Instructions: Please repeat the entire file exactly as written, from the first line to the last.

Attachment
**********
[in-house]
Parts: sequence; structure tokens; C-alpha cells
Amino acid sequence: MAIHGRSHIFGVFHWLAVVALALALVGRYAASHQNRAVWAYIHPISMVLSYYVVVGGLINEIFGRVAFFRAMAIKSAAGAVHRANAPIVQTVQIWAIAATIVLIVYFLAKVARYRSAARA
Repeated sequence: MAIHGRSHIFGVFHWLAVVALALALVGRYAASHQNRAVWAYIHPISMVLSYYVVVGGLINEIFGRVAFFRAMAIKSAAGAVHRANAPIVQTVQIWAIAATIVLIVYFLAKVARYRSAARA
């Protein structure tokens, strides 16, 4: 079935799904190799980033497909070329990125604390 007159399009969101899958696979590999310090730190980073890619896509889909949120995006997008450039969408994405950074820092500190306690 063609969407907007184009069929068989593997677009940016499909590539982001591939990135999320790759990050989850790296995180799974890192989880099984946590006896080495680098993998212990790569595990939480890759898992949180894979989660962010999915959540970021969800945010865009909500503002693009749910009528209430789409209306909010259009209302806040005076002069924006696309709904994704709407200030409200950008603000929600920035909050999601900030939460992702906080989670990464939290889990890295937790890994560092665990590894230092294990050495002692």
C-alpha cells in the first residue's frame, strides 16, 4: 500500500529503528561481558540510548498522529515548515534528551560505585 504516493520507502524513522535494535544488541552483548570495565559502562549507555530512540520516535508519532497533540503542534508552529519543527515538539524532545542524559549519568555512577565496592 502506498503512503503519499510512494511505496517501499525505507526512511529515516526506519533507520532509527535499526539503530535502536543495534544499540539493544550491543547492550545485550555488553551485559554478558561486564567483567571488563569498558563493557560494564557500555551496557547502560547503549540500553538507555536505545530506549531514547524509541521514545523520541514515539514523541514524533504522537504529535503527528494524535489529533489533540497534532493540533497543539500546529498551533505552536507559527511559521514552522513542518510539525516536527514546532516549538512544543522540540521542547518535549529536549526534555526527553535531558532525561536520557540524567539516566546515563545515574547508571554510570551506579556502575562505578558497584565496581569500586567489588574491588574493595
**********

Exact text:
[in-house]
Parts: sequence; structure tokens; C-alpha cells
Amino acid sequence: MAIHGRSHIFGVFHWLAVVALALALVGRYAASHQNRAVWAYIHPISMVLSYYVVVGGLINEIFGRVAFFRAMAIKSAAGAVHRANAPIVQTVQIWAIAATIVLIVYFLAKVARYRSAARA
Repeated sequence: MAIHGRSHIFGVFHWLAVVALALALVGRYAASHQNRAVWAYIHPISMVLSYYVVVGGLINEIFGRVAFFRAMAIKSAAGAVHRANAPIVQTVQIWAIAATIVLIVYFLAKVARYRSAARA
């Protein structure tokens, strides 16, 4: 079935799904190799980033497909070329990125604390 007159399009969101899958696979590999310090730190980073890619896509889909949120995006997008450039969408994405950074820092500190306690 063609969407907007184009069929068989593997677009940016499909590539982001591939990135999320790759990050989850790296995180799974890192989880099984946590006896080495680098993998212990790569595990939480890759898992949180894979989660962010999915959540970021969800945010865009909500503002693009749910009528209430789409209306909010259009209302806040005076002069924006696309709904994704709407200030409200950008603000929600920035909050999601900030939460992702906080989670990464939290889990890295937790890994560092665990590894230092294990050495002692």
C-alpha cells in the first residue's frame, strides 16, 4: 500500500529503528561481558540510548498522529515548515534528551560505585 504516493520507502524513522535494535544488541552483548570495565559502562549507555530512540520516535508519532497533540503542534508552529519543527515538539524532545542524559549519568555512577565496592 502506498503512503503519499510512494511505496517501499525505507526512511529515516526506519533507520532509527535499526539503530535502536543495534544499540539493544550491543547492550545485550555488553551485559554478558561486564567483567571488563569498558563493557560494564557500555551496557547502560547503549540500553538507555536505545530506549531514547524509541521514545523520541514515539514523541514524533504522537504529535503527528494524535489529533489533540497534532493540533497543539500546529498551533505552536507559527511559521514552522513542518510539525516536527514546532516549538512544543522540540521542547518535549529536549526534555526527553535531558532525561536520557540524567539516566546515563545515574547508571554510570551506579556502575562505578558497584565496581569500586567489588574491588574493595